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The Rescue and Recovery Mission of Film Preservation

By Bob Fisher

Theodore Roosevelt campaigning as Progressive Party candidate, in downtown Los Angeles, September 16, 1912. 35mm frame blowup, from Harrison Engle's <em>The Indomitable Teddy Roosevelt</em>. Photo courtesy of Signal Hill Entertainment.

Robert Rosen said it all: “Moving images are vital to our culture. They are a pre-eminent popular art form characteristic and distinctive to this century. They represent our history and our cultural development, and even more, they represent our collective memory, the legacy of who we were and what we thought.”

Rosen shared those sage observations several years ago when he accepted the International Documentary Association Preservation and Scholarship Award on behalf of The Film Foundation in his capacity as chair of the Archivists Advisory Committee.

Rosen arrived on the UCLA campus in 1974 to teach students how to “read” film. There was a small archive mainly used as a reference library. Rosen, who is now dean of the UCLA School of Theater, Film and Television, led the expansion of the library, initially as an educational resource, but it soon became a “rescue mission.” Today, the UCLA Film and Television Archive contains some 220,000 titles and 27 million feet of newsreel footage.

A Brief History of Film as a Historical Document

From the beginning, there has been an assumption that films are made for posterity. However, the US Patent Office didn’t deem moving images worthy of copyright protection until 1913. Klaw and Erlanger, Vitagraph and other producers found a loophole by converting their films to paper prints and copyrighting those images.

In 1952, archivists at the Library of Congress contacted the Motion Picture Association of America asking for help. The only records of some 5,000 films produced between 1896 and 1912 were the deteriorating paper prints in their archives. MPAA wasn’t interested, but Kemp Niver, who handled security, volunteered to investigate. He installed a jury-rigged optical printer in his garage and subsequently converted some 3,000 titles from paper to film. He also researched and authored nine privately published books filled with details about the histories of the films he restored.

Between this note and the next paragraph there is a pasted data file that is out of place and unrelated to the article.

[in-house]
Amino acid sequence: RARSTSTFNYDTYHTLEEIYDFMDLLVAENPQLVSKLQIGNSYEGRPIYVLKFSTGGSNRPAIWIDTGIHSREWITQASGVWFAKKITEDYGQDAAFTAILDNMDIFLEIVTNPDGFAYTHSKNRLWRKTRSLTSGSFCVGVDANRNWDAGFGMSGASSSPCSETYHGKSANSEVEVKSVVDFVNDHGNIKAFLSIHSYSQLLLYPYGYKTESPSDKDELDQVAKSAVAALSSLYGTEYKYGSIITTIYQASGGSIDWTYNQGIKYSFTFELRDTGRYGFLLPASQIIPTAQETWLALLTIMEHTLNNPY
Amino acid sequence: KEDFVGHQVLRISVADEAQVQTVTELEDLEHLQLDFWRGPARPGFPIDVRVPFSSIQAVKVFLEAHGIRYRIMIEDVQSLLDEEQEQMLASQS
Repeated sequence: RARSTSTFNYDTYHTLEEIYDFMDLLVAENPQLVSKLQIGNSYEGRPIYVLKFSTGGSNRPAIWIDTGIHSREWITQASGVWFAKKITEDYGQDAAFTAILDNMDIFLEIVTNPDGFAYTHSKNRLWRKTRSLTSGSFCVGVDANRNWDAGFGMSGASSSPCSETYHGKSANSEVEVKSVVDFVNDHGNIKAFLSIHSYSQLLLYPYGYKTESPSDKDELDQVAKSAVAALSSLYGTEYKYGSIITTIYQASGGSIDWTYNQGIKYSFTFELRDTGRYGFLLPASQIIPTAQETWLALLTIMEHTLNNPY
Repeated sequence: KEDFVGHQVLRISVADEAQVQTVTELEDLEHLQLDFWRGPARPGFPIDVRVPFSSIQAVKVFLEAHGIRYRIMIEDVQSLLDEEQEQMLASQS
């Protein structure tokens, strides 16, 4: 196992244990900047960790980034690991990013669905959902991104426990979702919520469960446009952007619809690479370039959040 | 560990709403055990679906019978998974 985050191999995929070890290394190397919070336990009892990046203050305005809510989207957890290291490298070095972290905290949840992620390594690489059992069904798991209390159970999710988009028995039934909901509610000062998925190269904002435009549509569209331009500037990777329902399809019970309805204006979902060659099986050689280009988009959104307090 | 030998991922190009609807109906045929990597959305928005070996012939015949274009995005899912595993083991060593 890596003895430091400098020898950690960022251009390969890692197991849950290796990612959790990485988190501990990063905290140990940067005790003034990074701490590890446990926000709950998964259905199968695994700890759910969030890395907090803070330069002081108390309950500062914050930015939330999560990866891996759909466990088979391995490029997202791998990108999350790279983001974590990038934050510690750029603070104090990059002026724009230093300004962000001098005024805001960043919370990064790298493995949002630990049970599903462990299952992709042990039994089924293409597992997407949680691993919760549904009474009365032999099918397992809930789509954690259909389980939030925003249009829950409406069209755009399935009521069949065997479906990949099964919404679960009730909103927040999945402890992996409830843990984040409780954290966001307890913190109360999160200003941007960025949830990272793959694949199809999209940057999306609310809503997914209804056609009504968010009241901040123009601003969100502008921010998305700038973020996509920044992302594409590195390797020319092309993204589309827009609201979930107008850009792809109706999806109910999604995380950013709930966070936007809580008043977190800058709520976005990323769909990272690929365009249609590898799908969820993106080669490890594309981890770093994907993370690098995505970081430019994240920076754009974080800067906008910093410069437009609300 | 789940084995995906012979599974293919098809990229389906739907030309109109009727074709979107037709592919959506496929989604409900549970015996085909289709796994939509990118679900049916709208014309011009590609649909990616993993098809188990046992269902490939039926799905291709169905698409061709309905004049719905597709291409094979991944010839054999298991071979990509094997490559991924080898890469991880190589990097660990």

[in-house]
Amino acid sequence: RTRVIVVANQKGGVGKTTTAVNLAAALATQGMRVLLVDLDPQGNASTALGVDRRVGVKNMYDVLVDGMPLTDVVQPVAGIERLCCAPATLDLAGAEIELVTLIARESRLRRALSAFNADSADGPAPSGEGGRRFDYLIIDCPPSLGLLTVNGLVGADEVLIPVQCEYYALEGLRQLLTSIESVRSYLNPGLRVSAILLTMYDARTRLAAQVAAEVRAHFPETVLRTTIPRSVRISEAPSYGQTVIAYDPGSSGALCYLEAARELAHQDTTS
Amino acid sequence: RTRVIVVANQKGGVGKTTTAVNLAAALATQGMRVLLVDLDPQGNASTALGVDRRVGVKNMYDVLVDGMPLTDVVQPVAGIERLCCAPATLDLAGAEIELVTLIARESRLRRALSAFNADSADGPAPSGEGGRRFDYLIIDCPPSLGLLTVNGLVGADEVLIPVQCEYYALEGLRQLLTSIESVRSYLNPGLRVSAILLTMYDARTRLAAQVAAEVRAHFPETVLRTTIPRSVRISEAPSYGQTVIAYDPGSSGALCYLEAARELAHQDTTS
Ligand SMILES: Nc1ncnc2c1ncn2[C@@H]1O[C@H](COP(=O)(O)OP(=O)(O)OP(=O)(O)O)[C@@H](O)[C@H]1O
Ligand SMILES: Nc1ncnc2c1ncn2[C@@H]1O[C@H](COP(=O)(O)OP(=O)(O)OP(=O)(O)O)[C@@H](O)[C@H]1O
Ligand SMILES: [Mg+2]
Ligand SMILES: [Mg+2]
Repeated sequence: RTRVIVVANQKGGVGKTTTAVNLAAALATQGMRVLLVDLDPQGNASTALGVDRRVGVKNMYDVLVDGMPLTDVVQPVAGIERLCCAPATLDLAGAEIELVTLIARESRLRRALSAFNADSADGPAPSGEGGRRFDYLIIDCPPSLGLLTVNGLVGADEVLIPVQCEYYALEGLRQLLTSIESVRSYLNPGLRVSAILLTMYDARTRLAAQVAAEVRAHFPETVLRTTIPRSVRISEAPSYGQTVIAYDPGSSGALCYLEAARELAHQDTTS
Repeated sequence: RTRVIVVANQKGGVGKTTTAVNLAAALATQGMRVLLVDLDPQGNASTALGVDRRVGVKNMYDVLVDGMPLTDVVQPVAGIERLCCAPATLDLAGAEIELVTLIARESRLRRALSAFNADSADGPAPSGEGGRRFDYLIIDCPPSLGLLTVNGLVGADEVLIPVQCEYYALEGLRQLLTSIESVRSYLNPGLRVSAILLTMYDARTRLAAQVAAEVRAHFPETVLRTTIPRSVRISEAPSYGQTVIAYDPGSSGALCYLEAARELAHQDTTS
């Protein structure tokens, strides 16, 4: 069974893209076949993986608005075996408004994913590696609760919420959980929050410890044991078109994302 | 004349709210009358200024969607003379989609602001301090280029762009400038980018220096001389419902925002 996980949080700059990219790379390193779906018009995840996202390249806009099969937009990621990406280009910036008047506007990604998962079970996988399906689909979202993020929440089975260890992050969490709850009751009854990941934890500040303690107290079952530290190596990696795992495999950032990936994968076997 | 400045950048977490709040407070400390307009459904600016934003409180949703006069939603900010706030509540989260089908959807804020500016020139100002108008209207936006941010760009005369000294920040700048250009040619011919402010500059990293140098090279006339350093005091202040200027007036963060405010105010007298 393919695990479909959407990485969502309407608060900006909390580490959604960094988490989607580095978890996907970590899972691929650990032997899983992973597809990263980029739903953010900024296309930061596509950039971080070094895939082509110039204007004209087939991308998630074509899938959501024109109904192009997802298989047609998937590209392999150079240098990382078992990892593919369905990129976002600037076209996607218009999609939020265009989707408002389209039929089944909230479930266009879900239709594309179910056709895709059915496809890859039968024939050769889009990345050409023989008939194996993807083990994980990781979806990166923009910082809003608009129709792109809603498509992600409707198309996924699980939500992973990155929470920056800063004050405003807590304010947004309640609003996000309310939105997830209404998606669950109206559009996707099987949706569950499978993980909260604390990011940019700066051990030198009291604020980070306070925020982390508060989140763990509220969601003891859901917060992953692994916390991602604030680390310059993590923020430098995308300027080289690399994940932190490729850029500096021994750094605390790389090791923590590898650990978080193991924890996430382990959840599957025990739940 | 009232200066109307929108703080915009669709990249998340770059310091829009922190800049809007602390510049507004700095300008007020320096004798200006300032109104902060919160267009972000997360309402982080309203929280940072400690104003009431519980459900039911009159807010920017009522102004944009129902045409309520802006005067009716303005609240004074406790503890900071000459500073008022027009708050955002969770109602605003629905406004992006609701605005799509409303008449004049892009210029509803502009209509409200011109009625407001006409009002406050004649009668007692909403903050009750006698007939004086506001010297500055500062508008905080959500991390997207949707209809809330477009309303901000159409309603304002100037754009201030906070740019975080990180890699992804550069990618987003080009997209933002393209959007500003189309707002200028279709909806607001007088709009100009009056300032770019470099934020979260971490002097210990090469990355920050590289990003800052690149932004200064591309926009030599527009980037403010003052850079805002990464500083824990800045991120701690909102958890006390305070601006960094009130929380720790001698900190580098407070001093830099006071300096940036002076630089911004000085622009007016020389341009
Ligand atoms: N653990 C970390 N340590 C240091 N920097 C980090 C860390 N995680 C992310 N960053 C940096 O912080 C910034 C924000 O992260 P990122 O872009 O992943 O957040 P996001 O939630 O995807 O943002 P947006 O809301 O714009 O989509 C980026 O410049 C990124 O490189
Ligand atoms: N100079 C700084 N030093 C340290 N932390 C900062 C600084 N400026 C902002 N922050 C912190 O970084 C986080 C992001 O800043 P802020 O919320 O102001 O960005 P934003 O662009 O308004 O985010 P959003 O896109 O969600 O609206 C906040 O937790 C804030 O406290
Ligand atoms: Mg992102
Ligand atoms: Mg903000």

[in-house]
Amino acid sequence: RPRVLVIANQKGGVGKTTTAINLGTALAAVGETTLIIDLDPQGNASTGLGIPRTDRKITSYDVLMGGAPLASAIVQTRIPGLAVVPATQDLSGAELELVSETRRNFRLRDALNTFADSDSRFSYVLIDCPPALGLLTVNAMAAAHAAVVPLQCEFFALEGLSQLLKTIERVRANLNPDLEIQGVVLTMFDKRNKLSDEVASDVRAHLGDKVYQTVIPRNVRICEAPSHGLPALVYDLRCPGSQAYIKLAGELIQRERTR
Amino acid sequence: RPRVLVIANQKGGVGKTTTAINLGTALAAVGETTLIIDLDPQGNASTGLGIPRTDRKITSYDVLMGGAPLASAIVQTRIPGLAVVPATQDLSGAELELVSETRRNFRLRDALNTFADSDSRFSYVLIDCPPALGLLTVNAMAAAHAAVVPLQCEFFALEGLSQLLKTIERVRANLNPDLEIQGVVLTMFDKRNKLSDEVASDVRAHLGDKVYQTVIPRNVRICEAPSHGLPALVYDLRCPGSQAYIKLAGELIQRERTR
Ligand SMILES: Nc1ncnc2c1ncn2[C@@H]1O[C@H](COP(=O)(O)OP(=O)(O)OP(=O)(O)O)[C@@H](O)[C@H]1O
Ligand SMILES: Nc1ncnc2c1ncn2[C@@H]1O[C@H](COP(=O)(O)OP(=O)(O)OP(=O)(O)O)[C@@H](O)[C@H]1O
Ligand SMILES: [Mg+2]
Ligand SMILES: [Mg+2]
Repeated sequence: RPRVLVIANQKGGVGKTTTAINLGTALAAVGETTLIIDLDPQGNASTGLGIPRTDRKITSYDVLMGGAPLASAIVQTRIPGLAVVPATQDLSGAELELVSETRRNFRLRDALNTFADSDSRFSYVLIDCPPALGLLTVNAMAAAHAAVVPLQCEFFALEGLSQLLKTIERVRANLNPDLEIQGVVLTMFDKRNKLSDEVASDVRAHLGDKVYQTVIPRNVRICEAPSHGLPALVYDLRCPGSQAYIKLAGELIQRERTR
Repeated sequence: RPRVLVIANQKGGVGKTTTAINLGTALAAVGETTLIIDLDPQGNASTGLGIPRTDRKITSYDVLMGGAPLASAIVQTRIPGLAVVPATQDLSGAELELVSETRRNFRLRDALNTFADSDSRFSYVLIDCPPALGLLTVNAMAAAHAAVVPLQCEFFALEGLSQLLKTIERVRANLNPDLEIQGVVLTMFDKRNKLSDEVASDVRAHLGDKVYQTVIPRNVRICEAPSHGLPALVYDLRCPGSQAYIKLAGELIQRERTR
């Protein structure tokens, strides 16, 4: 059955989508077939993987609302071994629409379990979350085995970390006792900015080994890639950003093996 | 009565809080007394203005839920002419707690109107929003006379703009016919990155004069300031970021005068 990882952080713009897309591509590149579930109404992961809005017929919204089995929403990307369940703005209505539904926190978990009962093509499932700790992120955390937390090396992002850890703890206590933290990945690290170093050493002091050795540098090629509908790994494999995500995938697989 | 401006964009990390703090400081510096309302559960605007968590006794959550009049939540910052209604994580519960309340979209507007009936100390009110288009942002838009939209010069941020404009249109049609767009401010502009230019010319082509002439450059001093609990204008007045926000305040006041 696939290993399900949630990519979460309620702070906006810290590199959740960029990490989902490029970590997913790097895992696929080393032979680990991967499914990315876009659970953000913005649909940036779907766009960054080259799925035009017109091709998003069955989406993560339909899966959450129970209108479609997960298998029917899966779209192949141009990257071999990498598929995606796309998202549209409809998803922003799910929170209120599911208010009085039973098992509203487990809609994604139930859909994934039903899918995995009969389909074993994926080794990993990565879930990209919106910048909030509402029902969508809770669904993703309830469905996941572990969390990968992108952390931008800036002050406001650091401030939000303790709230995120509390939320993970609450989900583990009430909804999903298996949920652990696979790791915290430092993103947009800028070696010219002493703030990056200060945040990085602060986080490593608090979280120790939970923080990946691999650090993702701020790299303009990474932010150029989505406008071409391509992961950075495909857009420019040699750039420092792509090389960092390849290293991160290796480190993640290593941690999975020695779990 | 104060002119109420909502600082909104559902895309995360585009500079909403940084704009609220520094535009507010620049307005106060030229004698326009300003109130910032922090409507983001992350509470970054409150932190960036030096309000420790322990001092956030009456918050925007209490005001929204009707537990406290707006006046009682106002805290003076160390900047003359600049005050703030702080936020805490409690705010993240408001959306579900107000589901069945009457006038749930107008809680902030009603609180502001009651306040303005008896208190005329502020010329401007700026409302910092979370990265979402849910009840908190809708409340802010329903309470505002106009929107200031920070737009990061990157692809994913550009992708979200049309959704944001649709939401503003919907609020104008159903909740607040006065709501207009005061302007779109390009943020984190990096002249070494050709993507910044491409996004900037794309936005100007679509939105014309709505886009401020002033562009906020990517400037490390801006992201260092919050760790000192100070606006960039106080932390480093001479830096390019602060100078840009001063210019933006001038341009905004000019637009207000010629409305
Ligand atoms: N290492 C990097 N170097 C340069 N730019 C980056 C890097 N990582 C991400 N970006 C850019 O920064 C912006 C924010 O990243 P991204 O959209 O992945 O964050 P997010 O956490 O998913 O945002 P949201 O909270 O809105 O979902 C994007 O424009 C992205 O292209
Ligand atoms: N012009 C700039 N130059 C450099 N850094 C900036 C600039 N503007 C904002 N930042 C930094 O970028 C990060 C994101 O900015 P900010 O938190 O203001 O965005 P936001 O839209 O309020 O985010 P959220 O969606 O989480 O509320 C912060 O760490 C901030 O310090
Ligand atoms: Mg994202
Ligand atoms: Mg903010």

Niver discovered that Vitagraph had used a camera that recorded two negatives simultaneously. One copy was sent to Milano Film Production, in Italy, which distributed the US-made movies and newsreels in Europe. That opened a new avenue for exploration that led Niver to the discovery of other lost films.

It was never a profitable venture. When asked what motivated him, Niver replied, “… these motion pictures were the start of a new form of communication, a transition from the spoken word to visual literacy…if a piece of film dies, a human thought dies with it. I thought if I could do something to preserve that thought, isn’t it worth doing?”

Unfortunately, Niver was a voice in the wilderness during most of the history of the industry. Film historians estimate that some 80 percent of the silent movies and half of all narrative films produced prior to 1951 are lost. There is no formal prognosis for the condition of early newsreels and other nonfiction films, but you should assume it is grim, though there are some notable exceptions.

A Few Success Stories

When former IDA President Harrison Engle embarked on research for The Life and Times of Teddy Roosevelt during the early 1980s, he discovered that the Library of Congress had a collection of newsreel footage donated by members of the Roosevelt family. Engle arranged to borrow sections of the original 35mm film.

“At one point, I was holding a piece of film of Teddy Roosevelt in Cuba in my hands,” says Engle. “A Vitagraph newsreel cameraman took it in 1898. I could tell it was authentic from the edge markings. The images were so sharp and clear they seemed three-dimensional. At that moment, I felt I knew Teddy Roosevelt and we were going to be able to bring him back to life.”

Steven Lighthill was the author of the images for Berkeley in the ‘60s, which earned an Oscar® nomination in 1990. The film chronicles the anti-Vietnam War movement on and around the Berkeley campus during the late 1960s, when Lighthill was working as a freelance news cameraman. He was also part of a cooperative that produced Son and Daughters, a 1968 anti-war documentary. Lighthill became the keeper of the cut film and outtakes because he had a house; he stowed the film in a basement closet.